Not only did Jones concept of the book inspire me, but the name itself. It got me thinking, what is my grammar of ornament? What are the best examples of decoration in my home, in my personal style, in my life? And I realized that the answers to these questions are exactly the things I've been collecting and storing away in preparation for this space. So, it only made sense that I name this space My Grammar of Ornament; and in it, I do look forward to sharing all things that adorn and decorate my life; from food I'm cooking, to books I'm reading, to pictures I'm taking, to art I'm into and music I'm listening to, to items I'm buying (or wishing I could buy, as often is the case). I'm sure I'll touch on many things I wish my life was adorned with and hopefully one day will be adorned with too!

So welcome to My Grammar of Ornament! I hope some of the things I share with you will help you shape and determine your own grammar of ornament...

Figure 14 'Indian No. 4' example 11 via V&A Museums

To view a digital copy of The Grammar of Ornament online, including excerpts and images please visit the Digital Library for the Decorative Arts and Material Culture.

January 4, 2011

2011: New Year, New Endeavor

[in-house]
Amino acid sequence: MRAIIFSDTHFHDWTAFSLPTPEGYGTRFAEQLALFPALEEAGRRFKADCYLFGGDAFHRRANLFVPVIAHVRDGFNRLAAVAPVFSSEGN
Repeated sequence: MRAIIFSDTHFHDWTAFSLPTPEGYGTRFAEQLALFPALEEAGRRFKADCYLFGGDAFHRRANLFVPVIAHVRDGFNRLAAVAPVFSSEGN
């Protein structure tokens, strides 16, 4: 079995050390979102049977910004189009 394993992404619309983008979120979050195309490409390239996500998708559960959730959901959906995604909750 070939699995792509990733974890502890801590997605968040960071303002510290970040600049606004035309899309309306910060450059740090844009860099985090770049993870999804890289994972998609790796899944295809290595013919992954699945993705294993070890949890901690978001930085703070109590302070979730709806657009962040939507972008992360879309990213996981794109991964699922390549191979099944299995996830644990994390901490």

by Jared Schorr via loveliness

2011. A new year and a new beginning of sorts. 2011. An odd numbered year. I like odd numbered years; they seem to work better for me than even numbered years. I'm not sure why, but our old friend Change seems to work his magic in my life in odd years. And I'm in dire need of our old friend Change after the hand 2010 dealt me.

Staring this new start head on with Change in my hand and in my heart, I'm creating this space. This space, that I've longed to create for some time now, is to me, my haven; my source for inspiration and exploration; my creative hope and outlet. This space, that I've so longed to create for some time now, is to you I hope, a haven of sorts, full of inspiration, room for imagination and new ideas.

I don't know exactly where Change will take me or this lovely little space in this coming year, but wherever it may be, I look forward to sharing it with you.

"Isn't it splendid to think of all the things there are to find out about? It just makes me feel glad to be alive--it's such an interesting world. It wouldn't be half so interesting if we know all about everything, would it? There'd be no scope for imagination then, would there?" -Anne of Green Gables